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State May Punish "Faithless Electors," Wash. Sup. Ct. Rules

The court upheld a $1000 fine imposed by state law on Presidential electors who refused to vote as the voters instructed.


Today's decision (In the Matter of Guerra) relies heavily on the U.S. Supreme Court decision in Ray v. Blair (1952), which upheld a state requirement that electors pledge to support the party National Convention's nominees: "Where a state authorizes a party to choose its nominees for elector in a party primary and to fix the qualifications for the candidates, we see no federal constitutional objection to the requirement of this pledge." The Washington court summarized:

Article II, section 1 of the United States Constitution grants to the states plenary power to direct the manner and mode of appointment of electors to the Electoral College. We hold that the fine imposed pursuant to RCW 29A.56.340 falls within that authority. We further hold nothing under article II, section 1 or the Twelfth Amendment to the Constitution grants to the electors absolute discretion in casting their votes and the fine does not interfere with a federal function. Finally, an elector acts under the authority of the State, and no First Amendment right is violated when a state imposes a fine based on an elector's violation of his pledge.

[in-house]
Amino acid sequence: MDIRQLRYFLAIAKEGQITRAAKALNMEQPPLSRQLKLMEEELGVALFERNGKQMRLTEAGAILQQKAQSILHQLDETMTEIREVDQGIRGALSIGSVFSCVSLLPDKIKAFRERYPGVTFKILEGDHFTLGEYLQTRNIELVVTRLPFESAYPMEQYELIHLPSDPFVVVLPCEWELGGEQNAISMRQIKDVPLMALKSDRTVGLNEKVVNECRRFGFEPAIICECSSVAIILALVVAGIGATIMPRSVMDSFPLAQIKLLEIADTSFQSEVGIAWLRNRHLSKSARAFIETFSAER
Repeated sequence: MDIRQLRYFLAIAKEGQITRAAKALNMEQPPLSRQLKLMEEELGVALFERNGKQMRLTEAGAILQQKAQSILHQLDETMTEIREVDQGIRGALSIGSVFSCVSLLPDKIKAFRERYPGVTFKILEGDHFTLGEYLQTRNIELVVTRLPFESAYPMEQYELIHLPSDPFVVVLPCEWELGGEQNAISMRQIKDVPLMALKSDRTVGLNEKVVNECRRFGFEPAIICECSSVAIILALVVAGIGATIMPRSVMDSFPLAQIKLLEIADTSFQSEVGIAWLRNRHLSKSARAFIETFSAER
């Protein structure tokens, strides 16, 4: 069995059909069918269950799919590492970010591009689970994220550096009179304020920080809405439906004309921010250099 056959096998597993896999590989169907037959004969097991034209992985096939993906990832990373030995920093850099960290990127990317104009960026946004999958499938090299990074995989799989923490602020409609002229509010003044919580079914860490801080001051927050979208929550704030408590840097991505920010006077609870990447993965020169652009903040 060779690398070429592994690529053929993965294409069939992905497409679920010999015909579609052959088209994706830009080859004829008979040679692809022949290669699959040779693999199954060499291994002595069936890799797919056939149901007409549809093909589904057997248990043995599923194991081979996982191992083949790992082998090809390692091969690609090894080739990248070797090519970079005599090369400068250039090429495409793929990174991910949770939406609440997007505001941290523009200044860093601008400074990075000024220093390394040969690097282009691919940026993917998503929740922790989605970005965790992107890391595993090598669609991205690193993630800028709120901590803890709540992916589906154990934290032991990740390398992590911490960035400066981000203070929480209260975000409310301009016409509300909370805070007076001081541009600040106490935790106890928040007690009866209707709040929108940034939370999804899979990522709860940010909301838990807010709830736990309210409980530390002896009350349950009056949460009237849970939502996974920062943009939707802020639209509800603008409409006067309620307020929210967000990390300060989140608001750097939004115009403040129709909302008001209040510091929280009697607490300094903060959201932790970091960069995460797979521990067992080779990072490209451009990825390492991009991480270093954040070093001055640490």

Justice Gonzalez dissented:

The State's authority to penalize its electors is an issue of first impression. Ray v. Blair concerns only the broad authority to appoint electors. The Court addressed the constitutionality of requiring electors to make a pledge but did not address the elector's discretion. In dissent, Justice Robert H. Jackson raised concerns about an elector's freedom to exercise independent judgment as originally intended. I share his concerns. He opined, "No one faithful to our history can deny that the plan originally contemplated, what is implicit in its text, that electors would be free agents, to exercise an independent and nonpartisan judgment as to the [individuals] best qualified for the Nation's highest offices."

There is a meaningful difference between the power to appoint and the power to control. "A power not expressly listed [in the Constitution] is granted only if incidental to an enumerated power." The Constitution provides the State only with the power to appoint, leaving the electors with the discretion to vote their conscience. See U.S. Const. art. II, § 1. Therefore, the State cannot impose a civil penalty on electors who do not vote for the candidates nominated by their party.